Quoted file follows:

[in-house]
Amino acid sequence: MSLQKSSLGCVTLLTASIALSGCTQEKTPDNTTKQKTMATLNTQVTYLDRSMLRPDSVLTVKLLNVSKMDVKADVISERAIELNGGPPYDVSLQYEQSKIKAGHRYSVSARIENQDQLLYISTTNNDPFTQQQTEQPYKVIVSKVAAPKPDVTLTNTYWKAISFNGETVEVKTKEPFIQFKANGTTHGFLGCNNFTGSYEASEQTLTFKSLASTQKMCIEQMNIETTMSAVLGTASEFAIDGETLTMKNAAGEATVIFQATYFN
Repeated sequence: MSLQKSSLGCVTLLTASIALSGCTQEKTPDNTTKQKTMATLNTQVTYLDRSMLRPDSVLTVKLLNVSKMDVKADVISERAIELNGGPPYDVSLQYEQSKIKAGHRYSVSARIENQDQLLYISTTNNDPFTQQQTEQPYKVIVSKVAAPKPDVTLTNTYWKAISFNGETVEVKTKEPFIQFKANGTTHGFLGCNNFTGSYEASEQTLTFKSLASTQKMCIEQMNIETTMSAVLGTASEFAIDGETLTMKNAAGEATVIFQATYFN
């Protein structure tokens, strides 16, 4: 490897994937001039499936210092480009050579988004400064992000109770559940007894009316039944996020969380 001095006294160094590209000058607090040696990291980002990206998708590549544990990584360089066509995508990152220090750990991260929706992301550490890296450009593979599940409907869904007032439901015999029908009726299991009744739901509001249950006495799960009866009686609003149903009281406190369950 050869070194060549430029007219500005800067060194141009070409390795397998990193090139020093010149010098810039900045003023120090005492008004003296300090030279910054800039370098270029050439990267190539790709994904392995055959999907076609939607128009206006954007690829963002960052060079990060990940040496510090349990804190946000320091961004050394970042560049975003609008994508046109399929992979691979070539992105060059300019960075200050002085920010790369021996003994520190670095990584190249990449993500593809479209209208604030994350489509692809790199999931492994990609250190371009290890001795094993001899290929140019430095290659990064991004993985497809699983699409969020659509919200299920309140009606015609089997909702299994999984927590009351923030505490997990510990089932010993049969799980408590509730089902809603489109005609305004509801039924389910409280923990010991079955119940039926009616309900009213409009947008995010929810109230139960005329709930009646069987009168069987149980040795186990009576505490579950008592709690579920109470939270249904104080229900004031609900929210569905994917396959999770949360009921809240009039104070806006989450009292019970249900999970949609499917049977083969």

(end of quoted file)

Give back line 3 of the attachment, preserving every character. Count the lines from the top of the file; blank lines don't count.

Repeated sequence: MSLQKSSLGCVTLLTASIALSGCTQEKTPDNTTKQKTMATLNTQVTYLDRSMLRPDSVLTVKLLNVSKMDVKADVISERAIELNGGPPYDVSLQYEQSKIKAGHRYSVSARIENQDQLLYISTTNNDPFTQQQTEQPYKVIVSKVAAPKPDVTLTNTYWKAISFNGETVEVKTKEPFIQFKANGTTHGFLGCNNFTGSYEASEQTLTFKSLASTQKMCIEQMNIETTMSAVLGTASEFAIDGETLTMKNAAGEATVIFQATYFN